New York Times Goes Easy on Banks

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In Friday's New York Times, Floyd Norris writes what appears to be a puff piece for JP Morgan Chase, rather than a serious story about "Why Many Home Loan Modifications Fail." No doubt there are people out there having trouble meeting paperwork guidelines. Some people are also not making payments even after they get a trial modification. But Norris neglects to talk with the many folks who have sent their paperwork multiple times, only to have the banks misplace it. Or people who have been given more than one modification payment amount and don't know which to pay.

Norris focused his story around a visit to a Chase call center, rather than look at the dismal record most banks have in even getting trial modifications in place. The bank with the best record is Saxon Mortgage Services with 44% of its eligible mortgages in trial modifications. CitiMortgage is second with 40% in place. Chase ranked sixth on the list, with a modest 32% of its eligible loans in trial modification. But what happens at the call centers of Bank of America, where just 14% of eligible borrowers are in trial, or Wachovia, with just 3 percent? I'd like to be a fly on the wall in that call center.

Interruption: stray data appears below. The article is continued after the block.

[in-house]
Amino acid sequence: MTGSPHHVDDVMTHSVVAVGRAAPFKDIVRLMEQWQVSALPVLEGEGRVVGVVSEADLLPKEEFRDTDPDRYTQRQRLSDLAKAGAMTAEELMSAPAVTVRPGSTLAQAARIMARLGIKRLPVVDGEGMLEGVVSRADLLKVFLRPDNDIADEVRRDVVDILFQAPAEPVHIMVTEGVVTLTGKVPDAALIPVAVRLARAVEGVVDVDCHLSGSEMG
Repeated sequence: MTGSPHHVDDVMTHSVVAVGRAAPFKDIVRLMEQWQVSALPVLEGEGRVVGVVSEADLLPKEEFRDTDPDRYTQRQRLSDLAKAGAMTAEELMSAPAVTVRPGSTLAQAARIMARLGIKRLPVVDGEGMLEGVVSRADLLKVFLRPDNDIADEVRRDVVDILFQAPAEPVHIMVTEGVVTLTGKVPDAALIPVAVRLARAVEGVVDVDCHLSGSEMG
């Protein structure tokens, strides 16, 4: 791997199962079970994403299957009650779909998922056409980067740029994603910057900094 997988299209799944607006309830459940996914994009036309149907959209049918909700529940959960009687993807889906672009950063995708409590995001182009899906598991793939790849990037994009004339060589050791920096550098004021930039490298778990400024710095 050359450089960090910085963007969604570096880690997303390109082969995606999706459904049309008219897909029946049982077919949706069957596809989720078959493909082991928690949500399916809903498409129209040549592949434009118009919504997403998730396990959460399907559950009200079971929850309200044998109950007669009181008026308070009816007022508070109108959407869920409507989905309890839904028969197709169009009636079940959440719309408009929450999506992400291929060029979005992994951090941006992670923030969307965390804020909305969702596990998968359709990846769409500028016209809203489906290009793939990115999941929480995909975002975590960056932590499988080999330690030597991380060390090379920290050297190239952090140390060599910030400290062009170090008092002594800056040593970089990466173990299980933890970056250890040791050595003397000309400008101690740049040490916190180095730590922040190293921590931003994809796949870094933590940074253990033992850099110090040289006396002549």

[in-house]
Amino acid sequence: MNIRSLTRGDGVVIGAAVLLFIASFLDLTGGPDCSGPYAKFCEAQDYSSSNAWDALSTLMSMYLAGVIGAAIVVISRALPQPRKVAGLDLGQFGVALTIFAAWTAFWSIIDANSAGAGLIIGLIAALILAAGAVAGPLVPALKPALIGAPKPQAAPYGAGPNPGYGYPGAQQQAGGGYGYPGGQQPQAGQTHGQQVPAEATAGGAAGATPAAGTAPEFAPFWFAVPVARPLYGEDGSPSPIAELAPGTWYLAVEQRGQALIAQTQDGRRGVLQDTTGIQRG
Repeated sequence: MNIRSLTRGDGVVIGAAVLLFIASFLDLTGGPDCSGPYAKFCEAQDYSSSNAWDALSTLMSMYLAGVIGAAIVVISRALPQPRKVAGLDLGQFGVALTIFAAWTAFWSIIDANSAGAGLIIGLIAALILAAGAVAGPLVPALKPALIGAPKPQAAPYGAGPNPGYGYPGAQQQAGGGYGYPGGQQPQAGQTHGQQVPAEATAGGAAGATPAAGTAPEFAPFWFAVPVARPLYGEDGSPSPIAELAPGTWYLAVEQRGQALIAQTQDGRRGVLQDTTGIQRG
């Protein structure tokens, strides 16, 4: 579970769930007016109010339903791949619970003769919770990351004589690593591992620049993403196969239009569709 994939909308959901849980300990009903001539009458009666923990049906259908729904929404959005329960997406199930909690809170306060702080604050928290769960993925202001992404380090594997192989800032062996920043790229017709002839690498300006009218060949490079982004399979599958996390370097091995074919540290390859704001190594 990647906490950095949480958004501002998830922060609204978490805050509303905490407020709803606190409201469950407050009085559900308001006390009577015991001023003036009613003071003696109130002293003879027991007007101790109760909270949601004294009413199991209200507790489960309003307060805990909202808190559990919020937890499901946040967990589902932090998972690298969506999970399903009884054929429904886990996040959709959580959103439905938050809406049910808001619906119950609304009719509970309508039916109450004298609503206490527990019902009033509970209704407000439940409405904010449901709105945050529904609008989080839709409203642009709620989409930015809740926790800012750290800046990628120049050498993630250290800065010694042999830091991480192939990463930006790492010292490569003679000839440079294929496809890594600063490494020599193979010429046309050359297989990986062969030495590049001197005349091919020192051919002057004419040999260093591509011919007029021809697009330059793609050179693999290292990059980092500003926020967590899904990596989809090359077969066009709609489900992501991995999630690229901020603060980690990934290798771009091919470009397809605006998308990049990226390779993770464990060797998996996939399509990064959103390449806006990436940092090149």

The banks have such a dismal record, that the Obama administration announced last week that it would start riding herd on mortgage servicers (more on that in a future post). The administration will now require mortgage companies to develop and report plans to increase the number of completed modifications, and won't make incentive payments to mortgage servicers that don't convert trial modifications into permanent ones.

If you're having trouble getting through to your loan servicer or if your loan servicer is dragging its feet, call 1-888-995-HOPE (4673). I have heard reports that it's difficult to get through on that line. If you have trouble you can also contact your local HUD approved housing counselor.

I don't know who's to blame for paperwork not being completed; most likely there's plenty of blame to go around. In some cases people are surely not submitting the required paperwork. The government said it was streamlining the process to make it less onerous. And some banks may simply be overwhelmed with the numbers of applicants, that the paperwork is getting lost. Don't let missing paperwork or frustration derail your chance for a modification. If you're bank is not helping you, seek help from a HUD approved housing counselor.

But Norris hit on the real nut: banks often stand to make more money by letting a property foreclose, and booting its occupants onto the street.
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